Sesame Street is a favourite childhood pastime for countless people around the world, but one particular episode changed Jacqueline Audas’ life forever.
At just two-years-old, Audas, who grew up in Idaho in the USA, became awe-struck watching renowned Israeli-American violinist and conductor Itzhak Perlman perform on an episode of the muppet TV show.
In that moment, Audas declared to her parents that she too would become a violinist.
Believing it was a momentary wish, however, her mum joked Audas was “too young” to play the instrument and told her “to get back to me when you’re three”.
Proving strong-willed even as a toddler, Audas reminded her parents of her musical dream on her 3rd birthday — and she hasn’t put down the bow since.
Fast forward 20 years later, and the 23-year-old has an undergraduate qualification from the Shepherd School of Music at Rice University, is studying a master’s degree in musical performance, and is one of 16 finalists set to battle it out in The Michael Hill International Violin Competition.
The budding young maestros will first compete in the quarter finals of the esteemed violin competition — which is in its 10th year — in Queenstown, held between May 31 and June 3.
Winners go on to the semi-finals, held on June 5 and 6 in Auckland, and potentially the grand final, on June 8 in Auckland.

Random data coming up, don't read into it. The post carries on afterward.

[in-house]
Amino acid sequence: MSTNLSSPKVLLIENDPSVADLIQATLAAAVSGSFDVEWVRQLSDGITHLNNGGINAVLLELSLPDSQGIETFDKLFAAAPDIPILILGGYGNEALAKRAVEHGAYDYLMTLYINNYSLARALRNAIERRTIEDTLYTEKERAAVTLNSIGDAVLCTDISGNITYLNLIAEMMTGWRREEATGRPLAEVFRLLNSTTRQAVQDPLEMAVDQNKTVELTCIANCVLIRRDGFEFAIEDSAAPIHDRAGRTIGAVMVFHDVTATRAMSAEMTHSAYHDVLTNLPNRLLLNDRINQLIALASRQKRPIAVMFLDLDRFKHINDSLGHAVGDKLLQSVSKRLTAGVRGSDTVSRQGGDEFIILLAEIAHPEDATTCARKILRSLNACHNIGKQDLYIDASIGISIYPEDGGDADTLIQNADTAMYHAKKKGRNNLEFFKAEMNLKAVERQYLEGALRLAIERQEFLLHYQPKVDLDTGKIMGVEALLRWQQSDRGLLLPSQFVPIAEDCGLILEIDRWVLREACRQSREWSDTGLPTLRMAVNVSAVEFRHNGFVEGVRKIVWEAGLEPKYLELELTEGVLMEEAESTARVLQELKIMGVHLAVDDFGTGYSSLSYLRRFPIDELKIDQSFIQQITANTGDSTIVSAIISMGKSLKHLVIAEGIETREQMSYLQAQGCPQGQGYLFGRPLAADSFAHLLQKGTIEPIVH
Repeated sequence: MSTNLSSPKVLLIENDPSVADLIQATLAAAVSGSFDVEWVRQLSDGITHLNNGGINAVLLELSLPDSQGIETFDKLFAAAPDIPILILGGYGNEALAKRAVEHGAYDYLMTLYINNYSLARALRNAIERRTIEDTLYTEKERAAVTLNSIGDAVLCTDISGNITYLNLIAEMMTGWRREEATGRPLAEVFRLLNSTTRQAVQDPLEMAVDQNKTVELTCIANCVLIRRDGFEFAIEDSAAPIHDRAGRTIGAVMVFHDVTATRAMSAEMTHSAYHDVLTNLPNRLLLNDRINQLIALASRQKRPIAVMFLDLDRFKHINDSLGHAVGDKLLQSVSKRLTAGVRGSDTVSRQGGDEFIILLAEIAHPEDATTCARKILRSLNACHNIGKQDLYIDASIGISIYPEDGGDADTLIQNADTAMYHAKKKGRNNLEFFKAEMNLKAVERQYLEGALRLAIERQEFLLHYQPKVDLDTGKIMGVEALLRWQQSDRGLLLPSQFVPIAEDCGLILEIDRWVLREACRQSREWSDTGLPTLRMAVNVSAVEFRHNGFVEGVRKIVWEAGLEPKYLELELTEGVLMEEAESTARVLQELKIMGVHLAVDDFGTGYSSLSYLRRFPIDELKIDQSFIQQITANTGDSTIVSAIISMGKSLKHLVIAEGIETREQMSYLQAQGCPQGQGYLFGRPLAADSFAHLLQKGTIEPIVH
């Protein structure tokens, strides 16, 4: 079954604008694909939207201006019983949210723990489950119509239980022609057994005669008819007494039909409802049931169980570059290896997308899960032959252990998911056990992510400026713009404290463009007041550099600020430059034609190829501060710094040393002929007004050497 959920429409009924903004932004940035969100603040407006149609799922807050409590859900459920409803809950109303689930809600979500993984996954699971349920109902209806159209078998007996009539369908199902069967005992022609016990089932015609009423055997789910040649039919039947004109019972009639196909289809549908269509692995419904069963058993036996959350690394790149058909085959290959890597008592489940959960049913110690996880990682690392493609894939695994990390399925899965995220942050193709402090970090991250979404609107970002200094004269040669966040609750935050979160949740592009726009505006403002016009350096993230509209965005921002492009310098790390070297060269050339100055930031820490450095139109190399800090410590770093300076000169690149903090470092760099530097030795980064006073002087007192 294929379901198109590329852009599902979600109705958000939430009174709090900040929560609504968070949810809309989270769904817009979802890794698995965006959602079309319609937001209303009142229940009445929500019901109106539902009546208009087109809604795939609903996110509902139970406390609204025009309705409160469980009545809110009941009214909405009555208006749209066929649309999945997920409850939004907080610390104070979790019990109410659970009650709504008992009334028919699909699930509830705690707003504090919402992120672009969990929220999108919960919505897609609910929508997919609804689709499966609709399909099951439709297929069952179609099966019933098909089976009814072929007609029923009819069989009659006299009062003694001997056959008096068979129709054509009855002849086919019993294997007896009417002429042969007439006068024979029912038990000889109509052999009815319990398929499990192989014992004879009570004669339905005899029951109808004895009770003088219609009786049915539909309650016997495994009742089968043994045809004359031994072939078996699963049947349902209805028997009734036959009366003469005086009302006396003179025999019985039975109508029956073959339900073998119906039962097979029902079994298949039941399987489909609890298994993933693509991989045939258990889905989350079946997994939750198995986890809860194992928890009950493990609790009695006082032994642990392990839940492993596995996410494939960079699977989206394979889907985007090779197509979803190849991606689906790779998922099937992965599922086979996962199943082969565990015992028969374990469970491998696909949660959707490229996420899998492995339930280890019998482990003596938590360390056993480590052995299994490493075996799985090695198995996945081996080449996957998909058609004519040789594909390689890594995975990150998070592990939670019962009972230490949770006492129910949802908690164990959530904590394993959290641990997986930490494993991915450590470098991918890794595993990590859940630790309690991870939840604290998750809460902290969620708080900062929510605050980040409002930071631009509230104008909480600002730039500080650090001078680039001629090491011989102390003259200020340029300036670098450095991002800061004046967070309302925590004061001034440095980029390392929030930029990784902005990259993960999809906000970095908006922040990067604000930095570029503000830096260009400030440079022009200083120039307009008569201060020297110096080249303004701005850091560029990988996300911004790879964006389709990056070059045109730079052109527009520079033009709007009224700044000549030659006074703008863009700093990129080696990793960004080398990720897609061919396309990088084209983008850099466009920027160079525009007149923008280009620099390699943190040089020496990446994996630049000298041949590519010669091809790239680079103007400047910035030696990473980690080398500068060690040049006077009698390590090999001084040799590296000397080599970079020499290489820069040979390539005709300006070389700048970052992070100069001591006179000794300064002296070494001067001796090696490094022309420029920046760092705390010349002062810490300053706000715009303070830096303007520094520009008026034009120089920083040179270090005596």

The top violinist wins $40,000, a recording contract with New Zealand record label Atoll, and will also go on a performance tour across this country and Australia.
Furthermore, the competition has helped catapult many young violinists’ careers.
Taking the crown would be “absolutely incredible” and a “wonderful validation of years of hard work”, says Audas, who practises up to 30 hours a week.
“Playing the violin is an integral part of my life.
“It has been part of my identity for as long as I can remember … I think one of the most exciting things about being a musician is that I will never stop learning.’’
Musical talent seems to run in the family; Audas’ identical twin sister is a gifted cello player. The pair performed together at the Aspen Music Festival a few years ago.
Having never been to NZ and also being a keen hiker, Audas is hoping to get out into Queenstown’s hills during any down time from the competition.
“I’ve heard it is a beautiful place to visit … and I’m curious to learn more about the food and culture of New Zealand, as a whole.’’
The Michael Hill International Violin Competition is open to the public.
Tickets can be purchased at www.eventfinda.co.nz